GOP Chairs Introduce Bill to Gradually Eliminate Individual Income Tax

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The Iowa House of Representatives convenes for the 86th General Assembly. 1/12/2015 Photo by John Pemble


ROBIN OPSAHL – Iowa Capital Dispatch
The chairs of the Legislature’s tax-writing committees introduced a bill Thursday to gradually eliminate Iowa’s individual income tax. The proposal goes further than the tax cut plan Gov. Kim Reynolds introduced earlier in the session.

Rep. Bobby Kaufmann, R-Wilton, and Sen. Dan Dawson, R-Council Bluffs, introduced the legislation, Senate Study Bill 3141. The bill expands on the 2022 law reducing Iowa’s income tax rate to a single rate of 3.9% by 2026. Under the new proposal, the tax rate would drop in 2026 to 3.775% and fall again to 3.65% by 2027.

In subsequent years, further individual income tax reductions would be financed using the creation of the “Iowa Taxpayer Relief Trust,” which would receive an initial $2.6 billion transfer from the existing Taxpayer Relief Fund. Money from the trust, 5% each year, would be transferred to the “Income Tax Elimination Fund” and dedicated to individual income tax reductions until the tax reaches 0%.

Speaking with reporters, Kaufmann and Dawson called the bill a long-term plan aimed at beginning the process of fully eliminating Iowa’s individual income tax — a well-established goal for many Republican lawmakers.

“We have heard time and time again from our colleagues in both the House and Senate, as well as Iowans across the state, that we want to get Iowa to a zero-income-tax rate,” Kaufmann said, according to the Gazette. “And we believe these proposals will responsibly get us to that point and set our state up for continued success and stability for years to come.”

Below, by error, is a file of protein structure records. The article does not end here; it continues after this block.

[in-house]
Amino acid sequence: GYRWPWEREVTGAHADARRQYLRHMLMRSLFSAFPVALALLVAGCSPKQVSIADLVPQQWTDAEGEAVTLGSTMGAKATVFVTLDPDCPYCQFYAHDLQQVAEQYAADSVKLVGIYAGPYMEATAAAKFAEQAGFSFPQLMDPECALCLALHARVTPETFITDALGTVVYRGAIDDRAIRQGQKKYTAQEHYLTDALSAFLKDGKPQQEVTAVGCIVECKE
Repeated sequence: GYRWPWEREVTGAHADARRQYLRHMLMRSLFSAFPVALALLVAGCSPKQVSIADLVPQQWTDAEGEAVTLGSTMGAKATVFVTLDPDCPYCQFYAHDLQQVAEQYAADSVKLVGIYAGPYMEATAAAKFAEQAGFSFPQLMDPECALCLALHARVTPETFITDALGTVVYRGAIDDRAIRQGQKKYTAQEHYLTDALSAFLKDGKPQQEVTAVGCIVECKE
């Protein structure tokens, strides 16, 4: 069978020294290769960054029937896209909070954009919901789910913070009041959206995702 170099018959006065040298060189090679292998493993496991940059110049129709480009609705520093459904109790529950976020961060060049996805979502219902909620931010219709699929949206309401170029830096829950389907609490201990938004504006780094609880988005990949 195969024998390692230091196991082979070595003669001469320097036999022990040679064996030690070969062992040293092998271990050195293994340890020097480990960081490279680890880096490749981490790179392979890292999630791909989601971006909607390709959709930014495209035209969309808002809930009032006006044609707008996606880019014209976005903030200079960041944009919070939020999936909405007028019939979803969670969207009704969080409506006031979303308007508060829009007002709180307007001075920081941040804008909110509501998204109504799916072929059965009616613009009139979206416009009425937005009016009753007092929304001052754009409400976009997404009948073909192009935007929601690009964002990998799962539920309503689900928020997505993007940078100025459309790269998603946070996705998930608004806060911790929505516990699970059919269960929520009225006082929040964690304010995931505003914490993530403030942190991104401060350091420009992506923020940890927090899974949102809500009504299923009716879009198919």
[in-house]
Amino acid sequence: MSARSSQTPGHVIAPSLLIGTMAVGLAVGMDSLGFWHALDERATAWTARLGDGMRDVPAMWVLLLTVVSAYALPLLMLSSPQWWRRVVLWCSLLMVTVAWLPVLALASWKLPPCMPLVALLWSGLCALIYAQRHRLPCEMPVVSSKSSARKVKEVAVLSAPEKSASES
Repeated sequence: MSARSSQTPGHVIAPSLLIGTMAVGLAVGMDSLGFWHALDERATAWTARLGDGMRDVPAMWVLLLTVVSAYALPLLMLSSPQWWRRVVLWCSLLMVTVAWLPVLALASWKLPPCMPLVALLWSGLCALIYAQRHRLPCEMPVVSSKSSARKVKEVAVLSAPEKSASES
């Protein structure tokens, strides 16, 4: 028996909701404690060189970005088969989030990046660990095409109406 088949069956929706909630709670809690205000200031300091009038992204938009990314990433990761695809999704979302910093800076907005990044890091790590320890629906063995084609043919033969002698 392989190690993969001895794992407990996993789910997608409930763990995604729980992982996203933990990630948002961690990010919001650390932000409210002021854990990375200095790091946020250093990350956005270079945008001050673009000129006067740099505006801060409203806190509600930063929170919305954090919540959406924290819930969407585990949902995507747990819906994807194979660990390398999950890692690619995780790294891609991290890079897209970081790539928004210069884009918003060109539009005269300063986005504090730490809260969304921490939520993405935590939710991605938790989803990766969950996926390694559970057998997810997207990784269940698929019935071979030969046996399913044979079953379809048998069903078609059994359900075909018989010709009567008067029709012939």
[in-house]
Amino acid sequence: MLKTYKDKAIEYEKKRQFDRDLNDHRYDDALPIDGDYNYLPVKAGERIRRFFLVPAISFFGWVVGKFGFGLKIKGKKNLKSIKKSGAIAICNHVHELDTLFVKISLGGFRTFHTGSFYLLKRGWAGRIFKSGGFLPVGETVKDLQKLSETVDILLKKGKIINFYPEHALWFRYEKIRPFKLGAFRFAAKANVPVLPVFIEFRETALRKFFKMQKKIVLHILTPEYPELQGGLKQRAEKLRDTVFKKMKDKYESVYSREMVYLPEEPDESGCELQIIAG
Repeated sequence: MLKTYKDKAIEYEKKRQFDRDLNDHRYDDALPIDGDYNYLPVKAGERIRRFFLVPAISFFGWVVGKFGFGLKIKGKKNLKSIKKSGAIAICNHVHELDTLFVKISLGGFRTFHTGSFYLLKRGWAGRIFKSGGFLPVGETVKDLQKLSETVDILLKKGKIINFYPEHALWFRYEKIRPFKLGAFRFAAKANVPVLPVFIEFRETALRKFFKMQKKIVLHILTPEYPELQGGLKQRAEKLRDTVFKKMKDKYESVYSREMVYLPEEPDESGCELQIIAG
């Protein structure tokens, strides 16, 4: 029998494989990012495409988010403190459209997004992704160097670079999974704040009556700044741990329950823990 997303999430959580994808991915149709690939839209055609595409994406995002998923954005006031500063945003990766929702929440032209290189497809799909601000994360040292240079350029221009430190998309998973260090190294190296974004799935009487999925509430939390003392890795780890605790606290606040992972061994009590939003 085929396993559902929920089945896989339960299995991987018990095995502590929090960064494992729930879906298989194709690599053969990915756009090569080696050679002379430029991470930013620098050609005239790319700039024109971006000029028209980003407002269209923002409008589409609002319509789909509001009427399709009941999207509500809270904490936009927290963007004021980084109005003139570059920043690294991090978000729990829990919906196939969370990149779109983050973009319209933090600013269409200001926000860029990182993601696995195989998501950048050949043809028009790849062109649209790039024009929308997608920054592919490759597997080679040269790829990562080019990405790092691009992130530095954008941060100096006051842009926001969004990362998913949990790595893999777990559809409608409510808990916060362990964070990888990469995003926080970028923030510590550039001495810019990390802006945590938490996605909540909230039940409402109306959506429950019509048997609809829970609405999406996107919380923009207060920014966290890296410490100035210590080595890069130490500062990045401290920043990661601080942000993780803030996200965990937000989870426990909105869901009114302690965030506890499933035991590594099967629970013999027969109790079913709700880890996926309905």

The trust would be managed by the Iowa Public Employees’ Retirement System, as would  the Taxpayer Relief Fund.

Reynolds’ tax bill, House Study Bill 543, also proposes cutting individual income taxes, but does not move toward its complete elimination. Her proposal would bring the tax the current 5.7% rate to 3.65% in 2024, applied retroactively to the beginning of the year, with a drop to 3.5% in 2025. The bill also includes changes to the state unemployment insurance system, and would lower property taxes for commercial child care providers.

Dawson and Kaufmann said they are working through Reynolds’ tax proposal, but plan to release a joint tax bill later in the session.

House Speaker Pat Grassley said he spoke with Kaufmann about the income tax proposal, but that “the priority is still going to be for the short-term, and for this session, is going to be looking at how we can speed up the current income tax (cuts).”

“I think what Rep. Kaufmann, Sen. Dawson laid out is what a long-term conversation looks like for tax policy,” Grassley said. “So this session, I think the focus will be on how fast can we speed up the current 3.9% on the income tax. I think that’s going to be the driver of the conversation.”

The chairs also introduced Senate Study Bill 3142, a proposed constitutional amendment that would require a two-thirds majority to approve any income tax rate increases. The bill would also codify the flat tax rate in the Iowa state constitution — prohibiting graduated tax rates on the basis of income.

Grassley said this proposal is also a “longer-term” conversation.

“But also you just don’t know how the caucus is going to react when we have those conversations,” he added.

Iowa Democratic lawmakers spoke in opposition to the legislation. House Minority Leader Jennifer Konfrst said 500,000 Iowans already do not pay income tax and will see “no benefit” from the proposal.

“Let’s not forget that the people who benefit most are the richest Iowans,” Konfrst said. “So not only are we not helping middle class Iowans, we’re ignoring half a million of them.”

She instead called for the Legislature to pursue Democrats’ legislative policy package introduced Thursday, which includes measures to raise the state minimum wage to $15 per hour by 2026 and expand Iowa’s tax-free holiday in August from two days to two weeks.

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